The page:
A 14-year-old boy on Tuesday won the right to go to trial in his two-year battle to end his biological father’s parental rights after the man beat and shot to death the child’s mother in their home six years ago.
A Massachusetts judge, who in February threw the case out, reversed his ruling and ordered a trial on July 26 and 27 to decide the fate of Patrick Holland, who was just 8 when he found his mother dead.
Legal experts and social services officials said the case drew national attention because it was rare for a child to ask personally for termination of a parent’s rights.
Traditionally, a child welfare agency makes the case on a child’s behalf. The Massachusetts Department of Social Services filed a request on Patrick Holland’s behalf shortly after the murder, but a judge ruled the request was premature.
The boy was not in Norfolk County family court in Canton, Mass., 21 miles south of Boston, because counselors feared his father, Daniel Holland, might be brought to the hearing. The father is serving a life sentence with no chance of parole for murdering Elizabeth Holland in October 1998.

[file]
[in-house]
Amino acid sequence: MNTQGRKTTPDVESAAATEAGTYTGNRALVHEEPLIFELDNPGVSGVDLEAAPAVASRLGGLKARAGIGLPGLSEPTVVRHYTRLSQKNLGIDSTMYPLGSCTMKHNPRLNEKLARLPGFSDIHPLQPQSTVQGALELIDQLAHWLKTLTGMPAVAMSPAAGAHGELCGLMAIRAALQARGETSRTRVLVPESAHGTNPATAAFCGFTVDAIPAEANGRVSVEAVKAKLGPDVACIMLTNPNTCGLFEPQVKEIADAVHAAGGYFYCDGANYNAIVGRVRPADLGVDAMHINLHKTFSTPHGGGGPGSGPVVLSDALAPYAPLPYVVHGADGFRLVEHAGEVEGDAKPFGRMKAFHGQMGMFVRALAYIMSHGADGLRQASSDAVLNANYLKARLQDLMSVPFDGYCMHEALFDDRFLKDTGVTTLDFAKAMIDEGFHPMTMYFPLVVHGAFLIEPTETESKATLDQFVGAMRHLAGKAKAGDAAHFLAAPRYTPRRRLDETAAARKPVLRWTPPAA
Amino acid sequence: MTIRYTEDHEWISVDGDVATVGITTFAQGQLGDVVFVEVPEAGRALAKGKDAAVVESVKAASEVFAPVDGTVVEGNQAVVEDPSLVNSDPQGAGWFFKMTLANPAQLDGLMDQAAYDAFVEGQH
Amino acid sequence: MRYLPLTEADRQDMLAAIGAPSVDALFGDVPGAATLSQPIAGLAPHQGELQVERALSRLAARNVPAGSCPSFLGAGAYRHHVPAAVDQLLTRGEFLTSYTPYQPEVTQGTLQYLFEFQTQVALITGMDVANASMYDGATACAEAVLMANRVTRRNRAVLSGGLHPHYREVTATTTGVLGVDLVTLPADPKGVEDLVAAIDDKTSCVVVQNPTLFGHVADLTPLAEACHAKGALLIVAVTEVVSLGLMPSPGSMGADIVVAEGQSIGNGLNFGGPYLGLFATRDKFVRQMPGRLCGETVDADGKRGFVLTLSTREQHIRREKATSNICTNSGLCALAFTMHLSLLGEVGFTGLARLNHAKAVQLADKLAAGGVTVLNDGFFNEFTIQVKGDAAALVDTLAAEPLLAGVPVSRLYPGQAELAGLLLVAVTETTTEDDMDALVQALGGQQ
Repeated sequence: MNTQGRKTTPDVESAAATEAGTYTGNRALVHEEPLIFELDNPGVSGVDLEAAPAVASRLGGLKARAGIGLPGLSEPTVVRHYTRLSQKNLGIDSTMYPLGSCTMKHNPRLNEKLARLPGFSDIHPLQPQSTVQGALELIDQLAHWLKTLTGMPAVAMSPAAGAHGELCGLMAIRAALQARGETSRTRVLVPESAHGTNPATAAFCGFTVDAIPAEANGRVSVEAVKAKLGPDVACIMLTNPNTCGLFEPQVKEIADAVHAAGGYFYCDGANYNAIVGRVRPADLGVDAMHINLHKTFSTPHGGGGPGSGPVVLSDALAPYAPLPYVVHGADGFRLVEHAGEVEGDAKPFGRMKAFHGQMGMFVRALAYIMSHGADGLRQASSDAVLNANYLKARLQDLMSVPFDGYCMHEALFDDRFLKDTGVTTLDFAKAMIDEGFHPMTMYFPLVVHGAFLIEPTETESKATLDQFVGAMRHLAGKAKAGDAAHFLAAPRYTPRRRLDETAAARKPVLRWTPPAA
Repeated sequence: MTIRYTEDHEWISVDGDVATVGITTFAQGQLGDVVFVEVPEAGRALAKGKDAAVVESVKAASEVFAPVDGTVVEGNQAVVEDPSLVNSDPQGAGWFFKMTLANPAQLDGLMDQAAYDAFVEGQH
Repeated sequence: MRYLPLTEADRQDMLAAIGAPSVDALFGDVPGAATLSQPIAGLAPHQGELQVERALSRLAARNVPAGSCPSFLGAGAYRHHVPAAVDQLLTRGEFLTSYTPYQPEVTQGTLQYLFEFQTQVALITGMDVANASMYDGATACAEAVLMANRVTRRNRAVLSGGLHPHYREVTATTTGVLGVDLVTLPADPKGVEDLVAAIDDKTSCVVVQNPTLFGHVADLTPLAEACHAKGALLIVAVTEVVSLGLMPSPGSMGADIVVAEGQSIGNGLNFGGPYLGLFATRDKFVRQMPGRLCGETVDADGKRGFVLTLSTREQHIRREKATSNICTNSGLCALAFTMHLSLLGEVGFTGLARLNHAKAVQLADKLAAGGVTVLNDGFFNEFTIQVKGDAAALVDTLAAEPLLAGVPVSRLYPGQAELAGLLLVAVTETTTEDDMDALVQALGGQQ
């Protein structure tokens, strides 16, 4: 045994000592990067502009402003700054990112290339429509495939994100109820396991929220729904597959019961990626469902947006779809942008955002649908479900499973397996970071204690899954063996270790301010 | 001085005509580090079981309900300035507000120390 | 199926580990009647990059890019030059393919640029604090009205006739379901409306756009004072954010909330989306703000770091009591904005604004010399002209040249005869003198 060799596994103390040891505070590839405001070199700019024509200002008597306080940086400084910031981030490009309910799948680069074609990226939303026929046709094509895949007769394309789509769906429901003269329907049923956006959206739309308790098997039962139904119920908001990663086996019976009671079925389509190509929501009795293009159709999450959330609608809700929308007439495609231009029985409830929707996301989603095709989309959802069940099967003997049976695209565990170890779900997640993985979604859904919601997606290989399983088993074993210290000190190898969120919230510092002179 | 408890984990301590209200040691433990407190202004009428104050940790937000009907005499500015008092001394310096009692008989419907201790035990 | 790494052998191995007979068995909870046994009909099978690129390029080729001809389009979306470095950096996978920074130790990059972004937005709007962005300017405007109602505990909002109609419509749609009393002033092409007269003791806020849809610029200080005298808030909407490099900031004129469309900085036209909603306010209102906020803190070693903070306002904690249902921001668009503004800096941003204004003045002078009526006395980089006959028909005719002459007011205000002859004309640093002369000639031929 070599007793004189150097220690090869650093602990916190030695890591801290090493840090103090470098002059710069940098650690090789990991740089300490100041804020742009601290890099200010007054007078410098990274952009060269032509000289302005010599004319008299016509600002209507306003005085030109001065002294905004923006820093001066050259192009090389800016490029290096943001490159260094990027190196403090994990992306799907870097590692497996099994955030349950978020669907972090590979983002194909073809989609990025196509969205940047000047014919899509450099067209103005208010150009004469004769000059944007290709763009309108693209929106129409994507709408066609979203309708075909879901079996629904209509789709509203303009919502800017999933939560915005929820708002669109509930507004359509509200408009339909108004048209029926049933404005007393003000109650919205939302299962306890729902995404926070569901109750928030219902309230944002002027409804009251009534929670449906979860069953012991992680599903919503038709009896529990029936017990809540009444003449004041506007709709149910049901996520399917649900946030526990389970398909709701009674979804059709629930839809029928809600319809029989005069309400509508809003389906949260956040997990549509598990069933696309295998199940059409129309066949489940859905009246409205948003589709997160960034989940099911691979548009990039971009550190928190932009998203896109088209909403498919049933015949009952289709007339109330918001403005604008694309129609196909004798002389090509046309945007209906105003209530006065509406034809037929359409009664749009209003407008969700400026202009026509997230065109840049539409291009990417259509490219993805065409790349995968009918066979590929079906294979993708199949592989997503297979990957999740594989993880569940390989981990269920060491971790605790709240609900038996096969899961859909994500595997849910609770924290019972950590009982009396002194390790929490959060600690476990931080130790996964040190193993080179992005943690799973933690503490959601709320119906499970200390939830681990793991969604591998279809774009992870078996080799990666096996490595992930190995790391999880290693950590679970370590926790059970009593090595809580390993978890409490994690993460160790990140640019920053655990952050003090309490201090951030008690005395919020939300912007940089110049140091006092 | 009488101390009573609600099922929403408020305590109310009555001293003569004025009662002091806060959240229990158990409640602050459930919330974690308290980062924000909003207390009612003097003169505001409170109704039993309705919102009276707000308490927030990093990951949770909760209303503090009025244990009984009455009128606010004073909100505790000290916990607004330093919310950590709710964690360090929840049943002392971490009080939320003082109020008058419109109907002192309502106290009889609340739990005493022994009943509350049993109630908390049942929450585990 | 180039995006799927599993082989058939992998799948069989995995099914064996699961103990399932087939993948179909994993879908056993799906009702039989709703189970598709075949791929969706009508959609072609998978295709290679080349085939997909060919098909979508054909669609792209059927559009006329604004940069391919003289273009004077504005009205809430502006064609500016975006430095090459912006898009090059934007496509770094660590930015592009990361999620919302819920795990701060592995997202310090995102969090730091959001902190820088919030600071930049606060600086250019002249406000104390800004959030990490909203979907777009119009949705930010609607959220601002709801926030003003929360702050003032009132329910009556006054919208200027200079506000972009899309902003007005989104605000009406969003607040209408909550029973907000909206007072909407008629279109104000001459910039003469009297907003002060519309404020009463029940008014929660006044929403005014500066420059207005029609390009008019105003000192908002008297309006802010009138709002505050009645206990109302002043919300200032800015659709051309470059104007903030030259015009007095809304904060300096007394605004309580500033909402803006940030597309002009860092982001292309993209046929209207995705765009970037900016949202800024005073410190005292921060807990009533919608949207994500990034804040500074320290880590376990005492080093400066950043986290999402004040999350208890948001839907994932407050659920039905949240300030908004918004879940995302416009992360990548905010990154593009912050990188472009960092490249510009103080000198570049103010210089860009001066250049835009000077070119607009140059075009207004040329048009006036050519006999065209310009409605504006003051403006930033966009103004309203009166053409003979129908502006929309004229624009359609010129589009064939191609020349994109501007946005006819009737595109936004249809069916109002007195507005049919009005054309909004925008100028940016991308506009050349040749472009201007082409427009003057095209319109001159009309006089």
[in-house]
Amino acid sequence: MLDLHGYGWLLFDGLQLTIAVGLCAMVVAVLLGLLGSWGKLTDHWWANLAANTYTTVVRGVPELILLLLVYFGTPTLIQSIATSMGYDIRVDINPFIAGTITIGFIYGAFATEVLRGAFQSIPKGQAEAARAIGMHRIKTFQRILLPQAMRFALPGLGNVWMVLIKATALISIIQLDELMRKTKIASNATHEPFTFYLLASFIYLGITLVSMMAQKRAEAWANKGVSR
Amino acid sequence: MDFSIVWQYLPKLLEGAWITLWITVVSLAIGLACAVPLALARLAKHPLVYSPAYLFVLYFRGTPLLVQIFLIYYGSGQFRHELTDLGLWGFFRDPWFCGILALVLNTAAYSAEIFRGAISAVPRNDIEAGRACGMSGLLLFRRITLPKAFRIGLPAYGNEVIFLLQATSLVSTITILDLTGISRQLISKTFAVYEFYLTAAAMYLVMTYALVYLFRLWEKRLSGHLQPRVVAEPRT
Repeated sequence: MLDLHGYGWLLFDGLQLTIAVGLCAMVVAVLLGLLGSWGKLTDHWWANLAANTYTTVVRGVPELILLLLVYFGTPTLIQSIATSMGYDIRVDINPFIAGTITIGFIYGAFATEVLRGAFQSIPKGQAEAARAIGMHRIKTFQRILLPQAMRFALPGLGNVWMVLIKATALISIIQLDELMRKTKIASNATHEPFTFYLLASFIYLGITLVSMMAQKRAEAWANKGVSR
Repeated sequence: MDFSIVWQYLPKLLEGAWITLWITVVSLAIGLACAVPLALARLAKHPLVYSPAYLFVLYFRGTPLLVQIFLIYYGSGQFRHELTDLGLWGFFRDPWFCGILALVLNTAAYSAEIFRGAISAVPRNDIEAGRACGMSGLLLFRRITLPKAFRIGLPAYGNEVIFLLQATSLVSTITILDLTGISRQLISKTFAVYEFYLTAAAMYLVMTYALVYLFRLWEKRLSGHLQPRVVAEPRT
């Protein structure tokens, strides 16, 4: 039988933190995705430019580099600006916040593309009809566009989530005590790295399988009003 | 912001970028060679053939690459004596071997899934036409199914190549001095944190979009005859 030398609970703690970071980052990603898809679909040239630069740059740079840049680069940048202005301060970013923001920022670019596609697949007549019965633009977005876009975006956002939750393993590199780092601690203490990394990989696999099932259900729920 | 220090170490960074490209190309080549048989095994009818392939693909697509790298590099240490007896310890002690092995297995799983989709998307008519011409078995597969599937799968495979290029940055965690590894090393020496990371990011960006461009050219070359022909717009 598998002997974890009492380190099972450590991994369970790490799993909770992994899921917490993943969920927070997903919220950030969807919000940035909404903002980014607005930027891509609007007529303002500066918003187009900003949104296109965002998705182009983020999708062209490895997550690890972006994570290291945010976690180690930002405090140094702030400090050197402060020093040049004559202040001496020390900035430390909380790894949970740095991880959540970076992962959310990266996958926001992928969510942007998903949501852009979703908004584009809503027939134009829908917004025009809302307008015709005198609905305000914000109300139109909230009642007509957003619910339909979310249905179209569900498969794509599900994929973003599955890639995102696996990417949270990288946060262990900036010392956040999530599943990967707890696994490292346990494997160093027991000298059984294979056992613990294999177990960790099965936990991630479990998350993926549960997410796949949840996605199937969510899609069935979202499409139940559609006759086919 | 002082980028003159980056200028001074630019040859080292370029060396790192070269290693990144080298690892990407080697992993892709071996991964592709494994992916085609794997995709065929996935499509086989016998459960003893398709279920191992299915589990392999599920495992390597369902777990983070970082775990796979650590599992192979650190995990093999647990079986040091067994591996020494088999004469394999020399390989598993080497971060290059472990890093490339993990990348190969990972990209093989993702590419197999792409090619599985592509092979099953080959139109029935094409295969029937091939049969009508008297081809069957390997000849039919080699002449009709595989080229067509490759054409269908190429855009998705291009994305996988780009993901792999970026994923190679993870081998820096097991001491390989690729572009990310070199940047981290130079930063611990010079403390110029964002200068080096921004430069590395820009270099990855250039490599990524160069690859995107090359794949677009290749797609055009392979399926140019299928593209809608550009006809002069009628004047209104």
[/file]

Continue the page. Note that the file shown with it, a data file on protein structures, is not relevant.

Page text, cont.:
Patrick was elated when his guardian called him with the news of Tuesday’s ruling by Judge Robert Langlois.
“Patrick said, ‘That’s awesome,”’ guardian Ron Lazisky said.
In a telephone interview from his home in Sandown, N.H., Patrick said he began his campaign shortly after his imprisoned father demanded to see report cards and hear about his progress in sports and psychological counseling.
“I want to say to the world that he is not my father,” Patrick Holland said. He lives with Ron and Rita Lazisky, his mother’s best friend.
A lawyer for Daniel Holland did not return calls seeking comment.
Boy discovered body
In 1998, Patrick discovered his mother’s bullet-riddled body clutching a pillow for protection from her estranged husband. Daniel Holland threw a golf bag through a window, kicked down a door in Elizabeth Holland’s Massachusetts home and shot her and smashed her face so forcefully the gun’s wooden handle splintered.
Since the boy had moved to New Hampshire to live with the Laziskys, Massachusetts child welfare officials were no longer involved in the case. But in February, when the Massachusetts judge dismissed the case, the state’s top social services official became involved.
“Patrick is a one-man band. He has thought this through very carefully, and the commissioner is adamant that he gets his will to terminate his biological father’s rights,” said Denise Monteiro, a spokeswoman for the Department of Social Services.
The department will handle Patrick’s appeal at the trial.